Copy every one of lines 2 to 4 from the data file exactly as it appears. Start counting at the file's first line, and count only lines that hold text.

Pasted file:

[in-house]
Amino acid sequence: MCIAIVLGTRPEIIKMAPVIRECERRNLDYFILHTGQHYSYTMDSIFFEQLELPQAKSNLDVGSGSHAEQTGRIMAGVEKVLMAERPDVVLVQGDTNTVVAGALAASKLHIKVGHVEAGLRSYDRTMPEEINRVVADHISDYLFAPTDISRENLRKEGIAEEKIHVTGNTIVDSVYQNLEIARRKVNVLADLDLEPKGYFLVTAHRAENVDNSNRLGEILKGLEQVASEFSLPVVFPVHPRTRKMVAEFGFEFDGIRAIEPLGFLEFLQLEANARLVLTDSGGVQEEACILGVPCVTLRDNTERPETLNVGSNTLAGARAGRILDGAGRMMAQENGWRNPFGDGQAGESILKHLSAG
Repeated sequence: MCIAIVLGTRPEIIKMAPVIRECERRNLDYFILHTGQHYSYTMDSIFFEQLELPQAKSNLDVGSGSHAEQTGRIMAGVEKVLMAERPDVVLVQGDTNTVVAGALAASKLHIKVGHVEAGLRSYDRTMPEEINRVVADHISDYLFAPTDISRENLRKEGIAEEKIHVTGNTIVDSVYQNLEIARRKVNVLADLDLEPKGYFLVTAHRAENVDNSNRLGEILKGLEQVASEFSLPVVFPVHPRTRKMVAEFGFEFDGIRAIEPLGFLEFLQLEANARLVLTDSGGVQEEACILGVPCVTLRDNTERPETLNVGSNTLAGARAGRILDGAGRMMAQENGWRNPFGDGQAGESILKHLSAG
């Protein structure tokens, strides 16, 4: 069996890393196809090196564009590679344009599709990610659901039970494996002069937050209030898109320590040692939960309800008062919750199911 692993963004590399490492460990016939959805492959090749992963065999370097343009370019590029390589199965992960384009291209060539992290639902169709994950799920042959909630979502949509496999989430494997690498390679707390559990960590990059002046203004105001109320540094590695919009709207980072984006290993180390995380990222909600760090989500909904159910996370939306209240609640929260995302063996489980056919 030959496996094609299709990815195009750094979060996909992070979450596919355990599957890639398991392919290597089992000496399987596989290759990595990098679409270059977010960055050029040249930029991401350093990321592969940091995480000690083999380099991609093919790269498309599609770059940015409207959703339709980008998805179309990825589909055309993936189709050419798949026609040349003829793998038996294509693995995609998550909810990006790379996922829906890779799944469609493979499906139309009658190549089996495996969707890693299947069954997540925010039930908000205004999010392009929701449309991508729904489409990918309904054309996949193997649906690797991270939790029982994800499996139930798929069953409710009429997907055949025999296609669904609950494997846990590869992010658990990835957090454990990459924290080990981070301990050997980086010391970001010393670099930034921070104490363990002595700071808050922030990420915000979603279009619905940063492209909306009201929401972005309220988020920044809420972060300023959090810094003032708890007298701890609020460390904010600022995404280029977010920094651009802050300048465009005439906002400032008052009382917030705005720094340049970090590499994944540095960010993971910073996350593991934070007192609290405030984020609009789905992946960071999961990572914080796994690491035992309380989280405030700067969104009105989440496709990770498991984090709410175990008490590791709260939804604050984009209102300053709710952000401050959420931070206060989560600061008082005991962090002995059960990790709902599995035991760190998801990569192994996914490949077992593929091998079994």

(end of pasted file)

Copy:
Amino acid sequence: MCIAIVLGTRPEIIKMAPVIRECERRNLDYFILHTGQHYSYTMDSIFFEQLELPQAKSNLDVGSGSHAEQTGRIMAGVEKVLMAERPDVVLVQGDTNTVVAGALAASKLHIKVGHVEAGLRSYDRTMPEEINRVVADHISDYLFAPTDISRENLRKEGIAEEKIHVTGNTIVDSVYQNLEIARRKVNVLADLDLEPKGYFLVTAHRAENVDNSNRLGEILKGLEQVASEFSLPVVFPVHPRTRKMVAEFGFEFDGIRAIEPLGFLEFLQLEANARLVLTDSGGVQEEACILGVPCVTLRDNTERPETLNVGSNTLAGARAGRILDGAGRMMAQENGWRNPFGDGQAGESILKHLSAG
Repeated sequence: MCIAIVLGTRPEIIKMAPVIRECERRNLDYFILHTGQHYSYTMDSIFFEQLELPQAKSNLDVGSGSHAEQTGRIMAGVEKVLMAERPDVVLVQGDTNTVVAGALAASKLHIKVGHVEAGLRSYDRTMPEEINRVVADHISDYLFAPTDISRENLRKEGIAEEKIHVTGNTIVDSVYQNLEIARRKVNVLADLDLEPKGYFLVTAHRAENVDNSNRLGEILKGLEQVASEFSLPVVFPVHPRTRKMVAEFGFEFDGIRAIEPLGFLEFLQLEANARLVLTDSGGVQEEACILGVPCVTLRDNTERPETLNVGSNTLAGARAGRILDGAGRMMAQENGWRNPFGDGQAGESILKHLSAG
């Protein structure tokens, strides 16, 4: 069996890393196809090196564009590679344009599709990610659901039970494996002069937050209030898109320590040692939960309800008062919750199911 692993963004590399490492460990016939959805492959090749992963065999370097343009370019590029390589199965992960384009291209060539992290639902169709994950799920042959909630979502949509496999989430494997690498390679707390559990960590990059002046203004105001109320540094590695919009709207980072984006290993180390995380990222909600760090989500909904159910996370939306209240609640929260995302063996489980056919 030959496996094609299709990815195009750094979060996909992070979450596919355990599957890639398991392919290597089992000496399987596989290759990595990098679409270059977010960055050029040249930029991401350093990321592969940091995480000690083999380099991609093919790269498309599609770059940015409207959703339709980008998805179309990825589909055309993936189709050419798949026609040349003829793998038996294509693995995609998550909810990006790379996922829906890779799944469609493979499906139309009658190549089996495996969707890693299947069954997540925010039930908000205004999010392009929701449309991508729904489409990918309904054309996949193997649906690797991270939790029982994800499996139930798929069953409710009429997907055949025999296609669904609950494997846990590869992010658990990835957090454990990459924290080990981070301990050997980086010391970001010393670099930034921070104490363990002595700071808050922030990420915000979603279009619905940063492209909306009201929401972005309220988020920044809420972060300023959090810094003032708890007298701890609020460390904010600022995404280029977010920094651009802050300048465009005439906002400032008052009382917030705005720094340049970090590499994944540095960010993971910073996350593991934070007192609290405030984020609009789905992946960071999961990572914080796994690491035992309380989280405030700067969104009105989440496709990770498991984090709410175990008490590791709260939804604050984009209102300053709710952000401050959420931070206060989560600061008082005991962090002995059960990790709902599995035991760190998801990569192994996914490949077992593929091998079994």